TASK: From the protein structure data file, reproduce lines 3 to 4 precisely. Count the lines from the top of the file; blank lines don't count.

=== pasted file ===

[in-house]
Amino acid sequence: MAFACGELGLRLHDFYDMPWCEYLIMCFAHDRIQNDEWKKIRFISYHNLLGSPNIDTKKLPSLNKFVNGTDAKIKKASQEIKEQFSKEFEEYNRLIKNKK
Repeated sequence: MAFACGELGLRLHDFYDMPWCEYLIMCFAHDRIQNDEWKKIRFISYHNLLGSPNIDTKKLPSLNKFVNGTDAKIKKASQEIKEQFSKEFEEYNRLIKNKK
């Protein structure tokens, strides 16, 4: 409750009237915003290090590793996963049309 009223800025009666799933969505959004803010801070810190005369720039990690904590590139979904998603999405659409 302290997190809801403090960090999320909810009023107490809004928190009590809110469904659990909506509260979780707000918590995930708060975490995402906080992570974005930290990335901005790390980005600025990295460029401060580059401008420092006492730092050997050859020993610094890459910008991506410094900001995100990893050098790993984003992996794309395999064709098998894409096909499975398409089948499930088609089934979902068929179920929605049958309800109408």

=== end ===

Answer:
Repeated sequence: MAFACGELGLRLHDFYDMPWCEYLIMCFAHDRIQNDEWKKIRFISYHNLLGSPNIDTKKLPSLNKFVNGTDAKIKKASQEIKEQFSKEFEEYNRLIKNKK
């Protein structure tokens, strides 16, 4: 409750009237915003290090590793996963049309 009223800025009666799933969505959004803010801070810190005369720039990690904590590139979904998603999405659409 302290997190809801403090960090999320909810009023107490809004928190009590809110469904659990909506509260979780707000918590995930708060975490995402906080992570974005930290990335901005790390980005600025990295460029401060580059401008420092006492730092050997050859020993610094890459910008991506410094900001995100990893050098790993984003992996794309395999064709098998894409096909499975398409089948499930088609089934979902068929179920929605049958309800109408």